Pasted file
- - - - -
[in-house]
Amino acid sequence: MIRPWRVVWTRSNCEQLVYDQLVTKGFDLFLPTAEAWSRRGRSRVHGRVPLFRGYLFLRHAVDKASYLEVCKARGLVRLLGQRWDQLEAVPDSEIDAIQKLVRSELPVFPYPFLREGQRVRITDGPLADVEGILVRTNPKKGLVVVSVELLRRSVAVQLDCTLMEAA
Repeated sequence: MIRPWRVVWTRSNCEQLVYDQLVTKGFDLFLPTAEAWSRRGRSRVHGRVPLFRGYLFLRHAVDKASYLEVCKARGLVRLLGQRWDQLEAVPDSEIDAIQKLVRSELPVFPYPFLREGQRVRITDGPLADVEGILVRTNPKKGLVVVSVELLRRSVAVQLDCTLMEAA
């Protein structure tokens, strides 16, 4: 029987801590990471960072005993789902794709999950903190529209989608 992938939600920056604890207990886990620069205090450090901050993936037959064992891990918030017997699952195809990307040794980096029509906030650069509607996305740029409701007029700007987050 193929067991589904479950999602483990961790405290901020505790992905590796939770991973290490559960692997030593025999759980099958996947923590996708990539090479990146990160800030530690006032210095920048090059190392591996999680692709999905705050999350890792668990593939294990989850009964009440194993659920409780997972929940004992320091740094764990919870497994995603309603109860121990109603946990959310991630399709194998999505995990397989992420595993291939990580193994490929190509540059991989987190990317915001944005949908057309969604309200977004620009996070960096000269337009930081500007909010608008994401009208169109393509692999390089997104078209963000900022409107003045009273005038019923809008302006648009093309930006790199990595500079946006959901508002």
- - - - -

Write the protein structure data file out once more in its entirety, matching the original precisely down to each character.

[in-house]
Amino acid sequence: MIRPWRVVWTRSNCEQLVYDQLVTKGFDLFLPTAEAWSRRGRSRVHGRVPLFRGYLFLRHAVDKASYLEVCKARGLVRLLGQRWDQLEAVPDSEIDAIQKLVRSELPVFPYPFLREGQRVRITDGPLADVEGILVRTNPKKGLVVVSVELLRRSVAVQLDCTLMEAA
Repeated sequence: MIRPWRVVWTRSNCEQLVYDQLVTKGFDLFLPTAEAWSRRGRSRVHGRVPLFRGYLFLRHAVDKASYLEVCKARGLVRLLGQRWDQLEAVPDSEIDAIQKLVRSELPVFPYPFLREGQRVRITDGPLADVEGILVRTNPKKGLVVVSVELLRRSVAVQLDCTLMEAA
């Protein structure tokens, strides 16, 4: 029987801590990471960072005993789902794709999950903190529209989608 992938939600920056604890207990886990620069205090450090901050993936037959064992891990918030017997699952195809990307040794980096029509906030650069509607996305740029409701007029700007987050 193929067991589904479950999602483990961790405290901020505790992905590796939770991973290490559960692997030593025999759980099958996947923590996708990539090479990146990160800030530690006032210095920048090059190392591996999680692709999905705050999350890792668990593939294990989850009964009440194993659920409780997972929940004992320091740094764990919870497994995603309603109860121990109603946990959310991630399709194998999505995990397989992420595993291939990580193994490929190509540059991989987190990317915001944005949908057309969604309200977004620009996070960096000269337009930081500007909010608008994401009208169109393509692999390089997104078209963000900022409107003045009273005038019923809008302006648009093309930006790199990595500079946006959901508002």